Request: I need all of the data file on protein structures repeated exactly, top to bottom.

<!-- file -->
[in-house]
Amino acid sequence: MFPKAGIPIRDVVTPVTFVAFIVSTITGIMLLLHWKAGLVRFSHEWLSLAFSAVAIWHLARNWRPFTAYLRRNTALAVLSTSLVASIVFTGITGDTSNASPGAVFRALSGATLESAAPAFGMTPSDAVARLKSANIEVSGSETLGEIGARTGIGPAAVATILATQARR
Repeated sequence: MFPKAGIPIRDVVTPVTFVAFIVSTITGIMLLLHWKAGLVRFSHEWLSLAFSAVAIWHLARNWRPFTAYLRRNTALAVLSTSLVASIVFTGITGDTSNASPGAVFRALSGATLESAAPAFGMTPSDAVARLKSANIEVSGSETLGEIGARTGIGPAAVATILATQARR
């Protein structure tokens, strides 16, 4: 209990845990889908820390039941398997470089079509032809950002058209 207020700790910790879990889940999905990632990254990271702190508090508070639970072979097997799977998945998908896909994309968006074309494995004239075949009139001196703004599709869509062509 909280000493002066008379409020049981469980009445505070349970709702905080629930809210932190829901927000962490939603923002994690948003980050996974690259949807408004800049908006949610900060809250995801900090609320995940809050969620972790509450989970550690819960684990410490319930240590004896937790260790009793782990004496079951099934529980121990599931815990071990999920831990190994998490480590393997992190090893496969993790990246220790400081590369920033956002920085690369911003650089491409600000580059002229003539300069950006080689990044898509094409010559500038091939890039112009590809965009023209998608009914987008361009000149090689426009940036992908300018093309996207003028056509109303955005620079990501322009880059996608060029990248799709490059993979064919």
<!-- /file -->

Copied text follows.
[in-house]
Amino acid sequence: MFPKAGIPIRDVVTPVTFVAFIVSTITGIMLLLHWKAGLVRFSHEWLSLAFSAVAIWHLARNWRPFTAYLRRNTALAVLSTSLVASIVFTGITGDTSNASPGAVFRALSGATLESAAPAFGMTPSDAVARLKSANIEVSGSETLGEIGARTGIGPAAVATILATQARR
Repeated sequence: MFPKAGIPIRDVVTPVTFVAFIVSTITGIMLLLHWKAGLVRFSHEWLSLAFSAVAIWHLARNWRPFTAYLRRNTALAVLSTSLVASIVFTGITGDTSNASPGAVFRALSGATLESAAPAFGMTPSDAVARLKSANIEVSGSETLGEIGARTGIGPAAVATILATQARR
């Protein structure tokens, strides 16, 4: 209990845990889908820390039941398997470089079509032809950002058209 207020700790910790879990889940999905990632990254990271702190508090508070639970072979097997799977998945998908896909994309968006074309494995004239075949009139001196703004599709869509062509 909280000493002066008379409020049981469980009445505070349970709702905080629930809210932190829901927000962490939603923002994690948003980050996974690259949807408004800049908006949610900060809250995801900090609320995940809050969620972790509450989970550690819960684990410490319930240590004896937790260790009793782990004496079951099934529980121990599931815990071990999920831990190994998490480590393997992190090893496969993790990246220790400081590369920033956002920085690369911003650089491409600000580059002229003539300069950006080689990044898509094409010559500038091939890039112009590809965009023209998608009914987008361009000149090689426009940036992908300018093309996207003028056509109303955005620079990501322009880059996608060029990248799709490059993979064919």